Physiological Stress Responses Predict Sexual Functioning and Satisfaction Differently in Women Who Have and Have Not Been Sexually Abused in Childhood

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Abstract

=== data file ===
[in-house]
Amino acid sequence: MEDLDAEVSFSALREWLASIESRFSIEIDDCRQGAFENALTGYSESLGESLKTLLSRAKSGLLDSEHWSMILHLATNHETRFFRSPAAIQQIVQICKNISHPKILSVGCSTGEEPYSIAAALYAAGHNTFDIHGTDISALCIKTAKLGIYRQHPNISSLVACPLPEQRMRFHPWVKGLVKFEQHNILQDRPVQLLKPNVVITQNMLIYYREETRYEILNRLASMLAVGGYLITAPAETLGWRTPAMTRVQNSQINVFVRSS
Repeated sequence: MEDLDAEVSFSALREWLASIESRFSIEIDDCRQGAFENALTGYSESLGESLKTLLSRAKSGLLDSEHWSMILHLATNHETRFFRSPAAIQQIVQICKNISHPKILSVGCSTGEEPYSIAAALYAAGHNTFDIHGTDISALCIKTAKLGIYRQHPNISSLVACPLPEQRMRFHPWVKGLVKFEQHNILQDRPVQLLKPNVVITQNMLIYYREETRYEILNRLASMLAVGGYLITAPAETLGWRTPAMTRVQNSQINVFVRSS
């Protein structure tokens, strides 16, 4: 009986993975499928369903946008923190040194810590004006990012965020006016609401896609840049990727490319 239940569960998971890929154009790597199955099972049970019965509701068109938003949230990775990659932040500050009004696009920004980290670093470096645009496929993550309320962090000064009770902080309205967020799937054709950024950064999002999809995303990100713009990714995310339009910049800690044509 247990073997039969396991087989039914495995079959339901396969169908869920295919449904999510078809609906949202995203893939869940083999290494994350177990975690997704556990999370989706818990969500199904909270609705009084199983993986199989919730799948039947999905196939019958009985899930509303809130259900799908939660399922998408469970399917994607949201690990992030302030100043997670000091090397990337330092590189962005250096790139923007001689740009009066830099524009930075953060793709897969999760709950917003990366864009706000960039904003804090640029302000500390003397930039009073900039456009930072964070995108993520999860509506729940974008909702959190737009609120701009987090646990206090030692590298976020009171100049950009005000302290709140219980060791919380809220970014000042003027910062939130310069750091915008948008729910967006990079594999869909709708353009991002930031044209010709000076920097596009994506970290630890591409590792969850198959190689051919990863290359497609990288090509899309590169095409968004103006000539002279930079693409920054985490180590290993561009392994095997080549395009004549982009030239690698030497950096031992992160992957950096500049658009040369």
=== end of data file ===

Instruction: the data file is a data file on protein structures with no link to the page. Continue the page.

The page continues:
Physiological responses to sexual stimuli may contribute to the increased rate of sexual problems seen in women with childhood sexual abuse (CSA) histories. We compared two physiological stress responses as predictors of sexual function and satisfaction (sympathetic nervous system [SNS] activation and cortisol) in women with CSA (N = 136) and without CSA histories (NSA, N = 102). In CSA survivors, cortisol response to sexual stimuli did not significantly predict sexual functioning; however, in NSA women, cortisol increases were associated with poorer sexual functioning, and cortisol decreases with higher sexual functioning. For women with CSA histories, lower SNS activity was associated with poorer sexual functioning. For CSA survivors with low lifetime trauma, lower SNS activity was associated with higher sexual satisfaction; for women with high lifetime trauma, the reverse was true. Decreased SNS activity during sexual stimuli predicted higher sexual functioning in NSA women with low lifetime exposure to traumatic events, but lower sexual functioning in those with high exposure. Differences between women with and without CSA histories in the association between cortisol and SNS response and sexual functioning and satisfaction suggest that CSA causes disruptions in both short- and long-term stress responses to sexual stimuli that perpetuate into adulthood.

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